In a sermon titled "All of Grace," published a few years before his death, Spurgeon said: "The man believes, but that belief is only one result among many of the implantation of divine life within the man's soul by God Himself. Even the very will thus to be saved by grace is not of ourselves, but it is the gift of God."17 In Arminianism, this Scriptural order is reversed, placing the man's decision before the divine act. Preaching to the unconverted in another sermon, Spurgeon said: "Sinner, unconverted sinner, I warn thee: thou canst never cause thyself to be born again, and though the new birth is absolutely necessary, it is absolutely impossible to thee, unless God the Spirit shall do it."18 That is the point of John 3. Nicodemus saw clearly that it was impossible to be born again. Jesus does not answer and say, "Oh, I was talking about spiritual rebirth, which can be done, and not physical rebirth, which cannot be done." Jesus says the new birth is by the Spirit, and the Spirit gives it to whomever He wants, just like the wind blows to wherever it wants. Regeneration is in the hands of the Spirit, not under the control of the will of man.

For Evangelism or for Mature Audiences Only?

There is a prevalent opinion that says that Calvinism should be, if it is discussed at all, reserved for more mature Christians, not taught to new converts, and certainly never ever preached to the unbelievers in an evangelistic message. This is one result of the idea that Calvinism is somehow incompatible with evangelism. From the several sermons quoted, it is obvious that Spurgeon did not believe that Calvinism should be hidden from the unconverted nor the new believer. Why? Because Calvinism is the Gospel:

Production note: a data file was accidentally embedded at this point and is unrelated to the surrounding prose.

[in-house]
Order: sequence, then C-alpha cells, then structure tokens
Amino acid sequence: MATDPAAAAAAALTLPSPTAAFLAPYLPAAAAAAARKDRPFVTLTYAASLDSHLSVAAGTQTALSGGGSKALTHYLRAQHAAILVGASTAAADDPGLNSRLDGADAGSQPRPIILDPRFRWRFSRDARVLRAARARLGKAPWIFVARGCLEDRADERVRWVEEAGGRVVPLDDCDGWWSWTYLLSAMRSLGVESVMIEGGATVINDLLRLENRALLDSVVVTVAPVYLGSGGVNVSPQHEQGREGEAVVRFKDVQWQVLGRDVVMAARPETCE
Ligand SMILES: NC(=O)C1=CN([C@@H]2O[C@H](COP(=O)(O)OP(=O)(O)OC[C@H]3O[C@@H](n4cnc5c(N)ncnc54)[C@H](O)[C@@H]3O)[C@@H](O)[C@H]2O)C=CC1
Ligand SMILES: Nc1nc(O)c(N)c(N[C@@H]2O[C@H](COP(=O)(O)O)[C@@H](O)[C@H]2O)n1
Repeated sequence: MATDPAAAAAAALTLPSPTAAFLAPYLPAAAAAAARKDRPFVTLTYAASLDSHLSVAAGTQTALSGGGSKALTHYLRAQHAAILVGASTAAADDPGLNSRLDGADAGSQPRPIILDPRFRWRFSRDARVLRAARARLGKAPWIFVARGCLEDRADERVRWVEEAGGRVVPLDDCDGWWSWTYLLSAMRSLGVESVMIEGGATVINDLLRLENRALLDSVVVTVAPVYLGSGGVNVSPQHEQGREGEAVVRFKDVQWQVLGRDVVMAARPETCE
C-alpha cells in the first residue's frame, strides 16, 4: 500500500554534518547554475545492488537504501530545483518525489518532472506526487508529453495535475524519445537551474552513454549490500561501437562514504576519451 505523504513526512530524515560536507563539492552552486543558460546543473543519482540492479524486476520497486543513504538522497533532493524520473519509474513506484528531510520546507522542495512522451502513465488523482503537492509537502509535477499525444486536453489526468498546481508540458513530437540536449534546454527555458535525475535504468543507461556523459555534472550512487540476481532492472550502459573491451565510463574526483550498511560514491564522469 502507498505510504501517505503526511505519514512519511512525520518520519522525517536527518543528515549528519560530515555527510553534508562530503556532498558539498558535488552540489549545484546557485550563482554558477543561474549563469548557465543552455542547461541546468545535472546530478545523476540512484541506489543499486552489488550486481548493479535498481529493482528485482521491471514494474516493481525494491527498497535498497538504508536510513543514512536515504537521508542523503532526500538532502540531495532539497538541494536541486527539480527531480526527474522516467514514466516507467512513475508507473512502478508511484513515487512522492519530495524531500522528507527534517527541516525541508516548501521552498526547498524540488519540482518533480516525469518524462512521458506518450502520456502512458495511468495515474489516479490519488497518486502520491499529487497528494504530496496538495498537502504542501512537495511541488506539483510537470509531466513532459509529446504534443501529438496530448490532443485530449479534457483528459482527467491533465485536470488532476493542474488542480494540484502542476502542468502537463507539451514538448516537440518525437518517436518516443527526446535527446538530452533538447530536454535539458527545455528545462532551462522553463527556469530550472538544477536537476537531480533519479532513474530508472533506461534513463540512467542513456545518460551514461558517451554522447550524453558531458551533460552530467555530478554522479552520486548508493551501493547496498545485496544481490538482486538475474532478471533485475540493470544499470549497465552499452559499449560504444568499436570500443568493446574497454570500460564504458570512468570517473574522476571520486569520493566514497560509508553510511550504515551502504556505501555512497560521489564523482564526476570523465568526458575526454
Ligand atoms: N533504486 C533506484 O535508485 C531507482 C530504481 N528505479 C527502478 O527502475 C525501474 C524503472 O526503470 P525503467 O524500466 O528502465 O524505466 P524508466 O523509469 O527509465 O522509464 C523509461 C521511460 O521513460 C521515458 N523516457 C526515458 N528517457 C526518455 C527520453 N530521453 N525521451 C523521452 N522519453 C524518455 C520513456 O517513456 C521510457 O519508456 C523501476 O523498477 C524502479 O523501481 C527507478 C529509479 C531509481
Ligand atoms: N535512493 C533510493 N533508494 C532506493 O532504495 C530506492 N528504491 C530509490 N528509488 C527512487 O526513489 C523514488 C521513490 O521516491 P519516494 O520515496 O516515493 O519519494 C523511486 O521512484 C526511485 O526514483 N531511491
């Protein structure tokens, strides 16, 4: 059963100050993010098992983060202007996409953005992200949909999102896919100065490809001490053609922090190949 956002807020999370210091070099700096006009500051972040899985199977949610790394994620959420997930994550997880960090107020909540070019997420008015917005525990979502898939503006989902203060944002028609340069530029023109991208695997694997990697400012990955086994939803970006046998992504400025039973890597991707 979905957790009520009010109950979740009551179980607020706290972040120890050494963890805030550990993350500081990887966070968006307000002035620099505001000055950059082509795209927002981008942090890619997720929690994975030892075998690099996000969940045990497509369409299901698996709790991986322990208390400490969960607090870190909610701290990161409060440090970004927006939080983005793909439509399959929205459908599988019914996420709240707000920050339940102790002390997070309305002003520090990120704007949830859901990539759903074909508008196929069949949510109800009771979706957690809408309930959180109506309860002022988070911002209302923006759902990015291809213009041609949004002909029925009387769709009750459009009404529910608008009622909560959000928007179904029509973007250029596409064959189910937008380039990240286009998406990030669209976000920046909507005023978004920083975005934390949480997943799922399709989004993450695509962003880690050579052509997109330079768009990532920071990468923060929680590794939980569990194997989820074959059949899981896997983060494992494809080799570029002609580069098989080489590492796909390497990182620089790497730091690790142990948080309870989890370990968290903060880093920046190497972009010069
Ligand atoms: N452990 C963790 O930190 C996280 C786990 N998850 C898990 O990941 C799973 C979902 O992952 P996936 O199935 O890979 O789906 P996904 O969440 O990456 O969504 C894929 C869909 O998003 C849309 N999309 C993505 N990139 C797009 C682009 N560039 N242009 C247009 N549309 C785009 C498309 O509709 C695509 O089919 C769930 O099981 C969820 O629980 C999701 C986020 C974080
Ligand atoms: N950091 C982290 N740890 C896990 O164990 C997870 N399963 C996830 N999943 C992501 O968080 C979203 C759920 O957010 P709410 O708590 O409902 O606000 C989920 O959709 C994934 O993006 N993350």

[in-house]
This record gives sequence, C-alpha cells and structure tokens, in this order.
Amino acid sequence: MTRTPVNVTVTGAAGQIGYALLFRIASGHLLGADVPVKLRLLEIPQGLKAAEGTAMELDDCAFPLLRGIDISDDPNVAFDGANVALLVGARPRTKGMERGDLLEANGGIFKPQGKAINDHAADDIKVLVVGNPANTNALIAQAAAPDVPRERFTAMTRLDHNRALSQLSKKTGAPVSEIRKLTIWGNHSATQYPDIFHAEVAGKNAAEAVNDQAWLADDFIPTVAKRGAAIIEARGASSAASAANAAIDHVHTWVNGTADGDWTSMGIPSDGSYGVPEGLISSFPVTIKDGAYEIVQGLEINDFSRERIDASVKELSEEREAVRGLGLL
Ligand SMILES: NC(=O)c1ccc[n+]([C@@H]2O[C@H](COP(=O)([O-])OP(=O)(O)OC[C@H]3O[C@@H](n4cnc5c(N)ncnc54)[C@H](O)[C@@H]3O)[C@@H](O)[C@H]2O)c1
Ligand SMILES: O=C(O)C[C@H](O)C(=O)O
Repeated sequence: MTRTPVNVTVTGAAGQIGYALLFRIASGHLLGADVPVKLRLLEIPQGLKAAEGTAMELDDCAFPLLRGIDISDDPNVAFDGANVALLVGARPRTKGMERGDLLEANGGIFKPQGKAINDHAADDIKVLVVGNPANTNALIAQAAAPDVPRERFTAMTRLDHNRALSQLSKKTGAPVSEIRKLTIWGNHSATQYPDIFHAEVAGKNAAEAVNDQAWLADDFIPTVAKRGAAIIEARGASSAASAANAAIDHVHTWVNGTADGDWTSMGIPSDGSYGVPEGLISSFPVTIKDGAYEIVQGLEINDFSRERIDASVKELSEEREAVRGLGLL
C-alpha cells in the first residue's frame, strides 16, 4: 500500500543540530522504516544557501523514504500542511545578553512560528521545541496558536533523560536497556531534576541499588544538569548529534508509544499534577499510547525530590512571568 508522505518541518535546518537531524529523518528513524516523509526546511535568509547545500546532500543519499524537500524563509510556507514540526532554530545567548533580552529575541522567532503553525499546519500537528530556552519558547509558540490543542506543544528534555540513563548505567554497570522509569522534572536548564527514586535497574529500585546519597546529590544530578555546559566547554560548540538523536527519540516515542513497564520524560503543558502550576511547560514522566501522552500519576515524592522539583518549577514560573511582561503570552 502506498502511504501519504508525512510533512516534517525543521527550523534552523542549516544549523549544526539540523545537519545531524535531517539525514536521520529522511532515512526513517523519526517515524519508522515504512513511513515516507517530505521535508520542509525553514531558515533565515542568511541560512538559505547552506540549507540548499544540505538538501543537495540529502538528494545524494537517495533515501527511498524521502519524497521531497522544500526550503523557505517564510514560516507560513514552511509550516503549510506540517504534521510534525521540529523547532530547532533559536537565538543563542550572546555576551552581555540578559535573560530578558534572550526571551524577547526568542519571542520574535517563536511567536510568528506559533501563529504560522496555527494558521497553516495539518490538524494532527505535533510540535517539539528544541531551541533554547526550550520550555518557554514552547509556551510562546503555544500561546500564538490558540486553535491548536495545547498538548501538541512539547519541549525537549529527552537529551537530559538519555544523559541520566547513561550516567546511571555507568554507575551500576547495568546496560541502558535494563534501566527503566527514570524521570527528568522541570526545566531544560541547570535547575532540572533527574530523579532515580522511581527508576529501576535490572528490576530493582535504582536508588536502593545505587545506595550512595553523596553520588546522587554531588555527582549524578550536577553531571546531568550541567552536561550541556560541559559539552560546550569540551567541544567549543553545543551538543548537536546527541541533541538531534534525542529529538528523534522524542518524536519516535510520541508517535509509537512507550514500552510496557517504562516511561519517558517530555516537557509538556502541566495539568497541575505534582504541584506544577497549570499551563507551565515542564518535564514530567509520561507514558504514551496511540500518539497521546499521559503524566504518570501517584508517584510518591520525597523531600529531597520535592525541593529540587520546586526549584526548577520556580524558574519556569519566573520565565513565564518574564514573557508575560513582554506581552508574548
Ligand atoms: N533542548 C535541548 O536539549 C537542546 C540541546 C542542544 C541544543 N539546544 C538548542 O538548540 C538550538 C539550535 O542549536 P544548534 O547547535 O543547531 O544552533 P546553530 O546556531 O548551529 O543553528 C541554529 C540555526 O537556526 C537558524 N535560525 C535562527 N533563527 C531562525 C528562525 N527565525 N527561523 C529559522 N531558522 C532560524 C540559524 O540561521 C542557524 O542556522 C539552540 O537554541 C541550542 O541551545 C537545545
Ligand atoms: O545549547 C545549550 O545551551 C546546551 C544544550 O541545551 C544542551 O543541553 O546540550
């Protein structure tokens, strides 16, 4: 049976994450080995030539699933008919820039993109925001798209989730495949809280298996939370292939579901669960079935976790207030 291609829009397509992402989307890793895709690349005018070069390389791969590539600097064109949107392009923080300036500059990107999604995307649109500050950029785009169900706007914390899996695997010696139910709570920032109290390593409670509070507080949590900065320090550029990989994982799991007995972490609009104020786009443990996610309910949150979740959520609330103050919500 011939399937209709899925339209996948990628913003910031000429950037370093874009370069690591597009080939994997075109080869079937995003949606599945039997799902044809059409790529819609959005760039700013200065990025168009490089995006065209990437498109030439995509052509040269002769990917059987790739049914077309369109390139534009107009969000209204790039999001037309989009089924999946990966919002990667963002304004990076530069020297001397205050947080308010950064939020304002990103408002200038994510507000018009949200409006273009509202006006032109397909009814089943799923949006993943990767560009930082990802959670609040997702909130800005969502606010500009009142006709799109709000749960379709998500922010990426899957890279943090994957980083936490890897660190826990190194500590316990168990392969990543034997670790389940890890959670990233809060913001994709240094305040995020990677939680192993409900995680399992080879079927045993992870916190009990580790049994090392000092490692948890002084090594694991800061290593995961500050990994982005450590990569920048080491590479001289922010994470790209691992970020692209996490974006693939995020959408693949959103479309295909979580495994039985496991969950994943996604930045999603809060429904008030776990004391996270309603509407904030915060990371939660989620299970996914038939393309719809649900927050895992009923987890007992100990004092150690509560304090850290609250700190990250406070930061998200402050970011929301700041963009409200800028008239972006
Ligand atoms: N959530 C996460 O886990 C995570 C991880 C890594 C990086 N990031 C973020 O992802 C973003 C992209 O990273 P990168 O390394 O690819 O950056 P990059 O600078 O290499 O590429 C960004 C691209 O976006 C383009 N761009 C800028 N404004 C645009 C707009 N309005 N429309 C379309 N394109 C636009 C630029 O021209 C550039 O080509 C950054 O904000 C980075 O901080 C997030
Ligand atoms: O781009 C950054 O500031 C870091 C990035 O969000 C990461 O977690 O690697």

[T]here is no such thing as preaching Christ and Him crucified, unless we preach what nowadays is called Calvinism. It is a nickname to call it Calvinism; Calvinism is the gospel, and nothing else. I do not believe we can preach the gospel, if we do not preach justification by faith, without works; nor unless we preach the sovereignty of God in His dispensation of grace; nor unless we exalt the electing, unchangeable, eternal, immutable, conquering love of Jehovah; nor do I think we can preach the gospel, unless we base it upon the special and particular redemption of His elect and chosen people which Christ wrought out upon the cross; nor can I comprehend a gospel which lets saints fall away after they are called . . . , after having once believed in Jesus. Such a gospel I abhor.19